April 17, 2014

How Nick Rahall Voted For A Carbon Tax

In a campaign debate yesterday, Rep. Nick Rahall (D-WV) claimed yet again that he didn’t vote for a carbon tax:

“It was then that Jenkins fired the first shot of the debate, saying Rahall voted for a ‘carbon tax’ on emissions that will end up hurting the U.S. economy, particularly in West Virginia.

“Rahall fired back that he never voted for such a thing, and that the concept of a carbon tax can’t be found in the administration’s budget.”

Let’s show Rahall how he voted for a carbon tax. In 2013, Rahall voted for the Progressive Caucus Budget.

The Washington Post said the Progressive Caucus Budget included a carbon tax, but let’s go straight to the source instead. The website for the 2013 Progressive Caucus Budget includes a link to an executive summary of their budget.

ProgressiveCaucusPage1

Page 8 of the executive summary states that the Progressive Caucus Budget includes a $25 per ton tax on carbon dioxide in order to “impose a price on carbon pollution.”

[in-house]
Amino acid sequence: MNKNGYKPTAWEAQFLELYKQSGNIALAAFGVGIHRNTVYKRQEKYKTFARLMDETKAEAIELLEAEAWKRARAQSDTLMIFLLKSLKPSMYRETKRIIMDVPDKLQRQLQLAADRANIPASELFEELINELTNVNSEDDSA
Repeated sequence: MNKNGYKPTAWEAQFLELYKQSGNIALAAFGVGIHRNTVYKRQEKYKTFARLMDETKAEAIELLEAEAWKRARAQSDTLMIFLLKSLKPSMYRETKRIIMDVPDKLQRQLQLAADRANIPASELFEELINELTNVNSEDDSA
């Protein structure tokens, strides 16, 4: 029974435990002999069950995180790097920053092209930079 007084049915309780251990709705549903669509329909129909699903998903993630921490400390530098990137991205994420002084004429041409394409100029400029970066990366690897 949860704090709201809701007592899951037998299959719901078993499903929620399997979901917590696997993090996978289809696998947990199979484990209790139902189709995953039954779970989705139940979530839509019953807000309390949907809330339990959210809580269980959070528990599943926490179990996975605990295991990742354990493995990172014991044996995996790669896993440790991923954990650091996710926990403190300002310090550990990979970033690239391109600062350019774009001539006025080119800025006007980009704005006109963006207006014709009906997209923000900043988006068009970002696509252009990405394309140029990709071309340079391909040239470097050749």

“Impose a Price on Carbon Pollution – We can no longer afford to ignore our responsibility to future generations to address climate change before it is irreversible. The Back to Work Budget would impose on polluters a $25 per ton price on carbon dioxide (increasing at 5.6% a year), rebating 25% of all revenues as refundable credits to protect low income families.”

ProgressiveCaucus2

Wait, what was that again? A $25 per ton price on carbon dioxide?

ProgressiveCaucus3

What? A price on carbon dioxide?

ProgressiveCaucus4

Sounds like a carbon tax to us. Enough said.

BenMicDrop